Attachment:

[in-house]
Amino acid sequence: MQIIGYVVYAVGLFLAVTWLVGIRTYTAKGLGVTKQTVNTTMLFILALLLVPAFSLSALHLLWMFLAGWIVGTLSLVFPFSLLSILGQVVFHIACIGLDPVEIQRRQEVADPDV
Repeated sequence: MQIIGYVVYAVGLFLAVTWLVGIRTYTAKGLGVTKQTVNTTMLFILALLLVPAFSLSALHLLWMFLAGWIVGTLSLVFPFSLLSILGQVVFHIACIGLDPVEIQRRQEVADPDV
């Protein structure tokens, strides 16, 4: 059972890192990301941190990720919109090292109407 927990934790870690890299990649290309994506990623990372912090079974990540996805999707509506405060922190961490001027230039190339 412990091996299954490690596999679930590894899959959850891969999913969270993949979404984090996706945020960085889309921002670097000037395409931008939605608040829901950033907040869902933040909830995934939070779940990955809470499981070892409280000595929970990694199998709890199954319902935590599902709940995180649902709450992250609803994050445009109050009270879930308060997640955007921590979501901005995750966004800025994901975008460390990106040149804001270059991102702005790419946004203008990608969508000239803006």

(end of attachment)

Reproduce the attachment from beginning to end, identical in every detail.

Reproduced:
[in-house]
Amino acid sequence: MQIIGYVVYAVGLFLAVTWLVGIRTYTAKGLGVTKQTVNTTMLFILALLLVPAFSLSALHLLWMFLAGWIVGTLSLVFPFSLLSILGQVVFHIACIGLDPVEIQRRQEVADPDV
Repeated sequence: MQIIGYVVYAVGLFLAVTWLVGIRTYTAKGLGVTKQTVNTTMLFILALLLVPAFSLSALHLLWMFLAGWIVGTLSLVFPFSLLSILGQVVFHIACIGLDPVEIQRRQEVADPDV
């Protein structure tokens, strides 16, 4: 059972890192990301941190990720919109090292109407 927990934790870690890299990649290309994506990623990372912090079974990540996805999707509506405060922190961490001027230039190339 412990091996299954490690596999679930590894899959959850891969999913969270993949979404984090996706945020960085889309921002670097000037395409931008939605608040829901950033907040869902933040909830995934939070779940990955809470499981070892409280000595929970990694199998709890199954319902935590599902709940995180649902709450992250609803994050445009109050009270879930308060997640955007921590979501901005995750966004800025994901975008460390990106040149804001270059991102702005790419946004203008990608969508000239803006």